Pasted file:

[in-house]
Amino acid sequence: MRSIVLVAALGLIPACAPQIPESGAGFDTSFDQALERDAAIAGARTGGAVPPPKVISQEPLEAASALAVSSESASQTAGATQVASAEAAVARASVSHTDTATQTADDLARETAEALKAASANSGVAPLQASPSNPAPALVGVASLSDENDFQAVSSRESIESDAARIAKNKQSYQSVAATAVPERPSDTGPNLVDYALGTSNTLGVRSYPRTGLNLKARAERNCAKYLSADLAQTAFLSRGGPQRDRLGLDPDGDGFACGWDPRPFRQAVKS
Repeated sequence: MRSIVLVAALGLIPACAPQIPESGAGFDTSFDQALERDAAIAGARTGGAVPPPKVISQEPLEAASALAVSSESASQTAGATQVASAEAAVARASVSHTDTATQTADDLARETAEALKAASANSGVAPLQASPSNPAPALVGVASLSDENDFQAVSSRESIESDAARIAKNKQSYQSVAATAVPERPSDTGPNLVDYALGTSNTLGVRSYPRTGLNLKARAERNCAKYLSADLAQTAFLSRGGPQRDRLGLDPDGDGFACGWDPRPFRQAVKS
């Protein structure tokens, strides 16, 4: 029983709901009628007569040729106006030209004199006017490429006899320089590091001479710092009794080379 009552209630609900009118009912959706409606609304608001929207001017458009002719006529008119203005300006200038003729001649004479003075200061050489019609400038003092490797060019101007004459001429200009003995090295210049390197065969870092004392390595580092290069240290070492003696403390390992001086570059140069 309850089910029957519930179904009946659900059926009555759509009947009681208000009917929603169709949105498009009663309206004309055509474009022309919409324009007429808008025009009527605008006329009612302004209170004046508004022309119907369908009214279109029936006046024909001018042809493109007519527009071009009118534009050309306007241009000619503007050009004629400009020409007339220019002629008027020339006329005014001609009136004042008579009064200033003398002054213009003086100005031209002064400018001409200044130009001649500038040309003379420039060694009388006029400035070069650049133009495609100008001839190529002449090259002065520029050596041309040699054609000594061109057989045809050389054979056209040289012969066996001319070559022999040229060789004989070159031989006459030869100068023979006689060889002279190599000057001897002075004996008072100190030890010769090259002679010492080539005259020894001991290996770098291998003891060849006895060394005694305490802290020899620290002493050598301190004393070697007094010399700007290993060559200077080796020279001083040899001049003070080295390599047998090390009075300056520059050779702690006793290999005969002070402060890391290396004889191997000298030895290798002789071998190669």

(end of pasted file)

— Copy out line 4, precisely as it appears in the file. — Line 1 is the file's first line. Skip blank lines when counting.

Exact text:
């Protein structure tokens, strides 16, 4: 029983709901009628007569040729106006030209004199006017490429006899320089590091001479710092009794080379 009552209630609900009118009912959706409606609304608001929207001017458009002719006529008119203005300006200038003729001649004479003075200061050489019609400038003092490797060019101007004459001429200009003995090295210049390197065969870092004392390595580092290069240290070492003696403390390992001086570059140069 309850089910029957519930179904009946659900059926009555759509009947009681208000009917929603169709949105498009009663309206004309055509474009022309919409324009007429808008025009009527605008006329009612302004209170004046508004022309119907369908009214279109029936006046024909001018042809493109007519527009071009009118534009050309306007241009000619503007050009004629400009020409007339220019002629008027020339006329005014001609009136004042008579009064200033003398002054213009003086100005031209002064400018001409200044130009001649500038040309003379420039060694009388006029400035070069650049133009495609100008001839190529002449090259002065520029050596041309040699054609000594061109057989045809050389054979056209040289012969066996001319070559022999040229060789004989070159031989006459030869100068023979006689060889002279190599000057001897002075004996008072100190030890010769090259002679010492080539005259020894001991290996770098291998003891060849006895060394005694305490802290020899620290002493050598301190004393070697007094010399700007290993060559200077080796020279001083040899001049003070080295390599047998090390009075300056520059050779702690006793290999005969002070402060890391290396004889191997000298030895290798002789071998190669």